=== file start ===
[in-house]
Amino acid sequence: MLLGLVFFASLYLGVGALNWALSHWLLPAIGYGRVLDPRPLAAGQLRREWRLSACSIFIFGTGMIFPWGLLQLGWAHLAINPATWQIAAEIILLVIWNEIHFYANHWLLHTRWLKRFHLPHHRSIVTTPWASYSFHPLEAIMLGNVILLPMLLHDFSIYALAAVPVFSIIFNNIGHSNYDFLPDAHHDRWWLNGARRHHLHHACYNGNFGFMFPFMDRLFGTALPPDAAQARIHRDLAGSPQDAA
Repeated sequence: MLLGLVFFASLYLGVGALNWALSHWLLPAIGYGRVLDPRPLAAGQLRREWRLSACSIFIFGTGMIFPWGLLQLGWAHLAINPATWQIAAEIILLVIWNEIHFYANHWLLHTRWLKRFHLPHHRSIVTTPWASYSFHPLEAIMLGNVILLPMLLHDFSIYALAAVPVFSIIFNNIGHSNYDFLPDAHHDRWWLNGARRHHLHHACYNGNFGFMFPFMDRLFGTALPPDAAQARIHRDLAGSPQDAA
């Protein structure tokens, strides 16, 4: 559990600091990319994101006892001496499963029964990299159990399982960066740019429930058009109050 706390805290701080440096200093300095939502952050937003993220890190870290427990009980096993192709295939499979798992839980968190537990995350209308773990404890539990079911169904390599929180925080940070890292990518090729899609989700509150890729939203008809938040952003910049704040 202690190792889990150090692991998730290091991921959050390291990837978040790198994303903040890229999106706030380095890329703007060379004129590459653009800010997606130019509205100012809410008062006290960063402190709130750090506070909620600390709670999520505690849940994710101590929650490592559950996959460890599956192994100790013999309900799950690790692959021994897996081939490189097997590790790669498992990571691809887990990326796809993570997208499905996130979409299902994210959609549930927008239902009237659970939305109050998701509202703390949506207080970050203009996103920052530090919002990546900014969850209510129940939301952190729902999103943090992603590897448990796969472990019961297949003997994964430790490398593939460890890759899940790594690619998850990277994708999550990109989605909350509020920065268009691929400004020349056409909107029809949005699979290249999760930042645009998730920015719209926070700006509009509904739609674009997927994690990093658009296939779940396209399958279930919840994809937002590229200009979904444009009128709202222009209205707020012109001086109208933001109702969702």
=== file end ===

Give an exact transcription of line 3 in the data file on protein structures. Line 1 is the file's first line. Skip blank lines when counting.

Repeated sequence: MLLGLVFFASLYLGVGALNWALSHWLLPAIGYGRVLDPRPLAAGQLRREWRLSACSIFIFGTGMIFPWGLLQLGWAHLAINPATWQIAAEIILLVIWNEIHFYANHWLLHTRWLKRFHLPHHRSIVTTPWASYSFHPLEAIMLGNVILLPMLLHDFSIYALAAVPVFSIIFNNIGHSNYDFLPDAHHDRWWLNGARRHHLHHACYNGNFGFMFPFMDRLFGTALPPDAAQARIHRDLAGSPQDAA